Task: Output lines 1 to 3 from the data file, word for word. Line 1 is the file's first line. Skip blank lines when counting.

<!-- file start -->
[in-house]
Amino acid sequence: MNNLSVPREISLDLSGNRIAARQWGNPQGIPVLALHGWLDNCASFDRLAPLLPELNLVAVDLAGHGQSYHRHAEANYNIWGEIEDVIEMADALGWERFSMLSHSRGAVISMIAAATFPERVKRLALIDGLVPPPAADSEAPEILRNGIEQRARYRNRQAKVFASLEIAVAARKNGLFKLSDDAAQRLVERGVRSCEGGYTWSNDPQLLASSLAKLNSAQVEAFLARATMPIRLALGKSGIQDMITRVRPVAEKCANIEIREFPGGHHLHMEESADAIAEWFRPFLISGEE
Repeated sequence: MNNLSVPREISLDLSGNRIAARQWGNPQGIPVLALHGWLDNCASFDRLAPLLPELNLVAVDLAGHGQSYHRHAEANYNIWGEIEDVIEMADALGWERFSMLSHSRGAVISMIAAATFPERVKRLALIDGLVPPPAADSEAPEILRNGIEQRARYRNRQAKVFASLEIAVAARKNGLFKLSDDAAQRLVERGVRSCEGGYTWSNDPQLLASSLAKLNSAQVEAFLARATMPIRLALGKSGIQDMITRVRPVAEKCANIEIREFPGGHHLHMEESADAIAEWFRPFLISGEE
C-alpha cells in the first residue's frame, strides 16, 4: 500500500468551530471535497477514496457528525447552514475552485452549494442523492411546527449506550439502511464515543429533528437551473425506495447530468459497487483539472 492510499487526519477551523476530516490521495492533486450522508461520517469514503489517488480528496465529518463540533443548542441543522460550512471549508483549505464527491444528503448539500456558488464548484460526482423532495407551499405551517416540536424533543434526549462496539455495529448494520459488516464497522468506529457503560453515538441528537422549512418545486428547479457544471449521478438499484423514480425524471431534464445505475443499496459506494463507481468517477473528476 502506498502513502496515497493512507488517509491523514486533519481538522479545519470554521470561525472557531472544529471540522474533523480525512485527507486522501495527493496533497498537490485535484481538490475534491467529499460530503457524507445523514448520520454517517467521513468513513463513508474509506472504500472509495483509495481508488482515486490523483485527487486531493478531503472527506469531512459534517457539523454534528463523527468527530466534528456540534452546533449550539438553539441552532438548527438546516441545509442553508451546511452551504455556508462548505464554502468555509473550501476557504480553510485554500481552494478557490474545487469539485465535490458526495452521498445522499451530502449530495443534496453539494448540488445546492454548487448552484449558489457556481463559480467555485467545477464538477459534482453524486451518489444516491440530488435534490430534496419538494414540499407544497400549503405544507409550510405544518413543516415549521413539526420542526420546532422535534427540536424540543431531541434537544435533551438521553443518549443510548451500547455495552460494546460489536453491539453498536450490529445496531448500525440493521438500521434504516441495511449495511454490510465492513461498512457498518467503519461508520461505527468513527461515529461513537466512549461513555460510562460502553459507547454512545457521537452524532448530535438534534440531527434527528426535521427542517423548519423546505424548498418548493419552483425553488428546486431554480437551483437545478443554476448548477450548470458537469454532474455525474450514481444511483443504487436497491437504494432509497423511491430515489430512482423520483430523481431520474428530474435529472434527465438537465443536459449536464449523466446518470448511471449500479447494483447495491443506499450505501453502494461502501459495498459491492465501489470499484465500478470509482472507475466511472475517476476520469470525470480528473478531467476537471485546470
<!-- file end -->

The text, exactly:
[in-house]
Amino acid sequence: MNNLSVPREISLDLSGNRIAARQWGNPQGIPVLALHGWLDNCASFDRLAPLLPELNLVAVDLAGHGQSYHRHAEANYNIWGEIEDVIEMADALGWERFSMLSHSRGAVISMIAAATFPERVKRLALIDGLVPPPAADSEAPEILRNGIEQRARYRNRQAKVFASLEIAVAARKNGLFKLSDDAAQRLVERGVRSCEGGYTWSNDPQLLASSLAKLNSAQVEAFLARATMPIRLALGKSGIQDMITRVRPVAEKCANIEIREFPGGHHLHMEESADAIAEWFRPFLISGEE
Repeated sequence: MNNLSVPREISLDLSGNRIAARQWGNPQGIPVLALHGWLDNCASFDRLAPLLPELNLVAVDLAGHGQSYHRHAEANYNIWGEIEDVIEMADALGWERFSMLSHSRGAVISMIAAATFPERVKRLALIDGLVPPPAADSEAPEILRNGIEQRARYRNRQAKVFASLEIAVAARKNGLFKLSDDAAQRLVERGVRSCEGGYTWSNDPQLLASSLAKLNSAQVEAFLARATMPIRLALGKSGIQDMITRVRPVAEKCANIEIREFPGGHHLHMEESADAIAEWFRPFLISGEE